Make your class laugh! Isn’t it wonderful when you say something in class that just gets everyone laughing! This is one of the best ways to win over a class or problem student. Careful not to make anyone, other than yourself, the object of the laughter. To loosen a class up I will announce that "OK today we will practice falling on the floor so no one ever feels bad about doing so when they are dancing." I will put on the music and let them freestyle, then when the music stops they fall to the floor. Once down there I ask them to introduce themselves to the floor so if they ever visit again they will be friends! A little levity will go a long way. It will also put you in a better frame of mind. I challenge you not to smile when a group of 9 to 12 year olds are laughing hysterically. Even if you are the serious type, find a way that you are comfortable with to get them laughing. If you do, you will be smiling, too!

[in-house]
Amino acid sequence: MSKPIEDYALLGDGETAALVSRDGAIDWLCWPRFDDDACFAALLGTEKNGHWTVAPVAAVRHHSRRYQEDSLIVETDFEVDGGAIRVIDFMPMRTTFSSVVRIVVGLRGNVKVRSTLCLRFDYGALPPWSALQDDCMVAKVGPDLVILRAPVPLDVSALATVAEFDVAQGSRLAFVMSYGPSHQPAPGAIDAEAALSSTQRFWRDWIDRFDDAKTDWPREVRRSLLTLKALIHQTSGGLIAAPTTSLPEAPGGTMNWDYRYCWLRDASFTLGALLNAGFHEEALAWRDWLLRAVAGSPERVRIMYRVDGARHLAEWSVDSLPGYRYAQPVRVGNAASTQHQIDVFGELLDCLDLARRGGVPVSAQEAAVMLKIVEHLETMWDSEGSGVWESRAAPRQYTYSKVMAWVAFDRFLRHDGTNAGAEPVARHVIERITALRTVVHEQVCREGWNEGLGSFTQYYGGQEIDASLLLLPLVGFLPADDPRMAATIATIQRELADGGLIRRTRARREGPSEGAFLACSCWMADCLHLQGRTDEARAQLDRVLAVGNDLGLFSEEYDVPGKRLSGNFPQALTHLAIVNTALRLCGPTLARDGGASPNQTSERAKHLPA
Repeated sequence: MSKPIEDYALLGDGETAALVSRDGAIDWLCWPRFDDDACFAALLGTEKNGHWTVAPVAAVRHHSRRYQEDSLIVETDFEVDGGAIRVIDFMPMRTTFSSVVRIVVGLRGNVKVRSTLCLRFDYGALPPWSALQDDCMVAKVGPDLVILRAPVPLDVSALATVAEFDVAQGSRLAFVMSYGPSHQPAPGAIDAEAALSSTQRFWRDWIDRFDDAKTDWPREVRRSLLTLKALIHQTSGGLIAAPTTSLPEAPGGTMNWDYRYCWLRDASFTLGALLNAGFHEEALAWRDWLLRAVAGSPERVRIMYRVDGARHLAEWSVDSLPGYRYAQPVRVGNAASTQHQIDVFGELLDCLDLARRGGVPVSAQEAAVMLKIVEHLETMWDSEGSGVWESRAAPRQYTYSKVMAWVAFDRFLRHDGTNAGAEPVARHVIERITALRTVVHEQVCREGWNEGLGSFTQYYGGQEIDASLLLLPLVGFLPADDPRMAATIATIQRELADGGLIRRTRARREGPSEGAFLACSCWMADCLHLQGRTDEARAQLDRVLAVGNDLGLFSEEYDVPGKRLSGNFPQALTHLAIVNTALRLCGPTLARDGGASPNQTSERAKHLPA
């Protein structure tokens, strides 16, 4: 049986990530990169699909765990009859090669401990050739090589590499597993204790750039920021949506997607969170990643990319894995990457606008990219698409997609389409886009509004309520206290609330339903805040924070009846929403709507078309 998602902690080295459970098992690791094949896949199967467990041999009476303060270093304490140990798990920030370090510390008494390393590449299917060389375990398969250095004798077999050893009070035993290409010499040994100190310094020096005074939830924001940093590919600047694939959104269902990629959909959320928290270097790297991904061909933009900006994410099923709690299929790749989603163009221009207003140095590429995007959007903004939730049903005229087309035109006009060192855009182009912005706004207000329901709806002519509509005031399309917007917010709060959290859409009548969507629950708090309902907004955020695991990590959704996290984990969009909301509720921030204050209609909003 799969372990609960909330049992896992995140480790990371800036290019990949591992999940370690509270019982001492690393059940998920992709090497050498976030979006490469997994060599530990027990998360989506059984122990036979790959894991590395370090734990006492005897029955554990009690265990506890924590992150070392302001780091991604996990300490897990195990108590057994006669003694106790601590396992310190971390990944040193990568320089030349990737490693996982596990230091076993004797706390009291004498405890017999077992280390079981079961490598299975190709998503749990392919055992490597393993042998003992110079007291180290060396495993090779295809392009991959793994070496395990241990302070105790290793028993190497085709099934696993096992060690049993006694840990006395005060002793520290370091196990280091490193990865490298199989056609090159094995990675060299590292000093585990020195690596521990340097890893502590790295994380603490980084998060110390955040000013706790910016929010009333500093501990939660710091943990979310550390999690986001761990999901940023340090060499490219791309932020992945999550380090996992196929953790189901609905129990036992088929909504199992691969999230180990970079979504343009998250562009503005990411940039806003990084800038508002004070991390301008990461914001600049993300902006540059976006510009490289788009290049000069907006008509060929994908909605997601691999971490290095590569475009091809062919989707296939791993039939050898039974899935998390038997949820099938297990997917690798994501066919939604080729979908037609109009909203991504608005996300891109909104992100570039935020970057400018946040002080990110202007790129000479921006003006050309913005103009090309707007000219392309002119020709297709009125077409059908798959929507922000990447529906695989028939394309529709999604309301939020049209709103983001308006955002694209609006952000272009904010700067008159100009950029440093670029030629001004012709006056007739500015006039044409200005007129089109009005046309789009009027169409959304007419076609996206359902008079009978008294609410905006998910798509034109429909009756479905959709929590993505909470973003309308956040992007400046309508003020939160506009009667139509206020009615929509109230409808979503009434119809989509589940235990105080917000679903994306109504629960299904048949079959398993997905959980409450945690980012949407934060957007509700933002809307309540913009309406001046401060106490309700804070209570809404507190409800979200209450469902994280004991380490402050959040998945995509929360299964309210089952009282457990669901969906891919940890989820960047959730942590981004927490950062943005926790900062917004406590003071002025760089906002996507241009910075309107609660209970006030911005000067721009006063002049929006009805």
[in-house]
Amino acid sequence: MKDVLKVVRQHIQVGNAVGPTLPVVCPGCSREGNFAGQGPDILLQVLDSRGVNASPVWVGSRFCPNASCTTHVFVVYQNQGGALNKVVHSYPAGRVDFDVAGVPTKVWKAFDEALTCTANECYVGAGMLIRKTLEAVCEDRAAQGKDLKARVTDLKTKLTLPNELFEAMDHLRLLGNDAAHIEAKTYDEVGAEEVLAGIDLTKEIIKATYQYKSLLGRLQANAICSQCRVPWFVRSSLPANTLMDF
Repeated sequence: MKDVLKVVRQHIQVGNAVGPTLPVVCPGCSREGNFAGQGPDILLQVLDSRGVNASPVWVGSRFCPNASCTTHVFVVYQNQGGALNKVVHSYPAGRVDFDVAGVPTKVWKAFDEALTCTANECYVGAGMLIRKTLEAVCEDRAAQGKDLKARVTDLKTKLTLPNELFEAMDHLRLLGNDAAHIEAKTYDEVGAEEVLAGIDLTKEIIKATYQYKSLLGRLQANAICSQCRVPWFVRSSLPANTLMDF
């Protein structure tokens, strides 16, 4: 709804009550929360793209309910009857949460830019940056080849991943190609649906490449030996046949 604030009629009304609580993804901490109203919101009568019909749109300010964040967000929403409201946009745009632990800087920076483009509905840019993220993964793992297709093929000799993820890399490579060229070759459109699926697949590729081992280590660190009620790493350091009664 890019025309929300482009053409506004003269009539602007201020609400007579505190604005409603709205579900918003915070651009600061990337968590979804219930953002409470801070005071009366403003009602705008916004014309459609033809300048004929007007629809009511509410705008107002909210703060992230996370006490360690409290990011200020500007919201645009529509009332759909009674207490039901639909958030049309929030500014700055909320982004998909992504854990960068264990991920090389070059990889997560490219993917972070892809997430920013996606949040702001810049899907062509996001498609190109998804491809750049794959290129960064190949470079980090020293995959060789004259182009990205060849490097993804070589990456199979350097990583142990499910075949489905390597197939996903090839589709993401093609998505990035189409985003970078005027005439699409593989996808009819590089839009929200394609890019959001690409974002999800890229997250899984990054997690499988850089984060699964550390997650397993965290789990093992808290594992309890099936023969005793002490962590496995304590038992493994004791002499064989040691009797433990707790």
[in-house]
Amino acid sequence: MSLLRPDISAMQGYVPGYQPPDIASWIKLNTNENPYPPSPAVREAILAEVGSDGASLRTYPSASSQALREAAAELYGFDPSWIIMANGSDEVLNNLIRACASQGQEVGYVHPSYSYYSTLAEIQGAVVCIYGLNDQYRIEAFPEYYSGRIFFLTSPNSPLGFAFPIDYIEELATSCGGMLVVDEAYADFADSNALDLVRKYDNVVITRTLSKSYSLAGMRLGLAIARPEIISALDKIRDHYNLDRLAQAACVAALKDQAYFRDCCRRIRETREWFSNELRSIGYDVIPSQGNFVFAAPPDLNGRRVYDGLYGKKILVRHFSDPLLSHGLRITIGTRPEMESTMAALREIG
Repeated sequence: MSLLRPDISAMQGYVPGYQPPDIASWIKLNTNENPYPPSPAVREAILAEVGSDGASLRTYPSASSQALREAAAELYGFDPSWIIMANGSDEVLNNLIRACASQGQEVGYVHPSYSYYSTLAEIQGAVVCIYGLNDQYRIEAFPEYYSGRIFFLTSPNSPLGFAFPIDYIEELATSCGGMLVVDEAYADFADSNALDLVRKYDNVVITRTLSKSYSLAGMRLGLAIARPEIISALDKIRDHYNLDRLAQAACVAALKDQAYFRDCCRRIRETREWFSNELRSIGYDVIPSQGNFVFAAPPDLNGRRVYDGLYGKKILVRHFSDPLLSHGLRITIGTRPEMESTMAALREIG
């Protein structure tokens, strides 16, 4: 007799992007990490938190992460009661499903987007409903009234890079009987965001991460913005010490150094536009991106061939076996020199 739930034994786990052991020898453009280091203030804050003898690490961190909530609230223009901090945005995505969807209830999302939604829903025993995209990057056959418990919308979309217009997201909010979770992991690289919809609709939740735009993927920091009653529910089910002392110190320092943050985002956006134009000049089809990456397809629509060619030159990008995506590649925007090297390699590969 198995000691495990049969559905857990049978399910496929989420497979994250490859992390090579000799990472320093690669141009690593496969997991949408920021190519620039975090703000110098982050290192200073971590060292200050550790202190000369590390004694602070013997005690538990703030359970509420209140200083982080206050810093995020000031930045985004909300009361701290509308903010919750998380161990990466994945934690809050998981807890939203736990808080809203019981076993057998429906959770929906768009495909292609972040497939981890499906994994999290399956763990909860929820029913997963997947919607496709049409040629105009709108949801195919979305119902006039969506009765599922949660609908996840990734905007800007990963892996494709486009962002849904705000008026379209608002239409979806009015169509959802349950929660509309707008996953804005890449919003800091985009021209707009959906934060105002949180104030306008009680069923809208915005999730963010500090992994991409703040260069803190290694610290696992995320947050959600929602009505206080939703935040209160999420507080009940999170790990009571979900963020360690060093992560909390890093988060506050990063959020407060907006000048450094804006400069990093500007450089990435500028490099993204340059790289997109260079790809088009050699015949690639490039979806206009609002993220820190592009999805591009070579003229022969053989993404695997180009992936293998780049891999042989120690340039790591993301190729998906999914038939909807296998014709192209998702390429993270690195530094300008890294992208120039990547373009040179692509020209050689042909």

Be prepared! If you are not into a certain class, it is even more essential to plan this class out until you win them over and change your thinking about this group of students. If you have a well thought out game plan you will also see how the time in the class flies by. You will be eager to get in all of everything that you took the time to prepare and you will be a teaching machine! You may decide to change up the whole class and just do movement. Smile in the beginning to warm them up, then proceed to more challenging steps. Just make a plan and go into the class with ideas a blazing.